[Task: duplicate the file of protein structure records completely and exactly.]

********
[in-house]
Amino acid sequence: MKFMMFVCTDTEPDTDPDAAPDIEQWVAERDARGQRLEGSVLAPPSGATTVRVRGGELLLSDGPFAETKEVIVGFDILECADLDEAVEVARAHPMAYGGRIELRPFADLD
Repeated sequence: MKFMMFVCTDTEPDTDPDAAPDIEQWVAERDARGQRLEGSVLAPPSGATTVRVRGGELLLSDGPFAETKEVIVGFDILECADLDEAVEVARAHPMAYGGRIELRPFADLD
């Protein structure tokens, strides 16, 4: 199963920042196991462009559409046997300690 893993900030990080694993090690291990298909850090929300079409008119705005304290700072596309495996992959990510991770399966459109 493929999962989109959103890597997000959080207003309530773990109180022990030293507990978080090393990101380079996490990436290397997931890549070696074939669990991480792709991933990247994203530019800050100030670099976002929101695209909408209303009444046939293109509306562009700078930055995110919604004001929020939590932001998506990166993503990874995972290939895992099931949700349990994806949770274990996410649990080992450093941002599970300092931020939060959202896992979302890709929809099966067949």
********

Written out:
[in-house]
Amino acid sequence: MKFMMFVCTDTEPDTDPDAAPDIEQWVAERDARGQRLEGSVLAPPSGATTVRVRGGELLLSDGPFAETKEVIVGFDILECADLDEAVEVARAHPMAYGGRIELRPFADLD
Repeated sequence: MKFMMFVCTDTEPDTDPDAAPDIEQWVAERDARGQRLEGSVLAPPSGATTVRVRGGELLLSDGPFAETKEVIVGFDILECADLDEAVEVARAHPMAYGGRIELRPFADLD
């Protein structure tokens, strides 16, 4: 199963920042196991462009559409046997300690 893993900030990080694993090690291990298909850090929300079409008119705005304290700072596309495996992959990510991770399966459109 493929999962989109959103890597997000959080207003309530773990109180022990030293507990978080090393990101380079996490990436290397997931890549070696074939669990991480792709991933990247994203530019800050100030670099976002929101695209909408209303009444046939293109509306562009700078930055995110919604004001929020939590932001998506990166993503990874995972290939895992099931949700349990994806949770274990996410649990080992450093941002599970300092931020939060959202896992979302890709929809099966067949």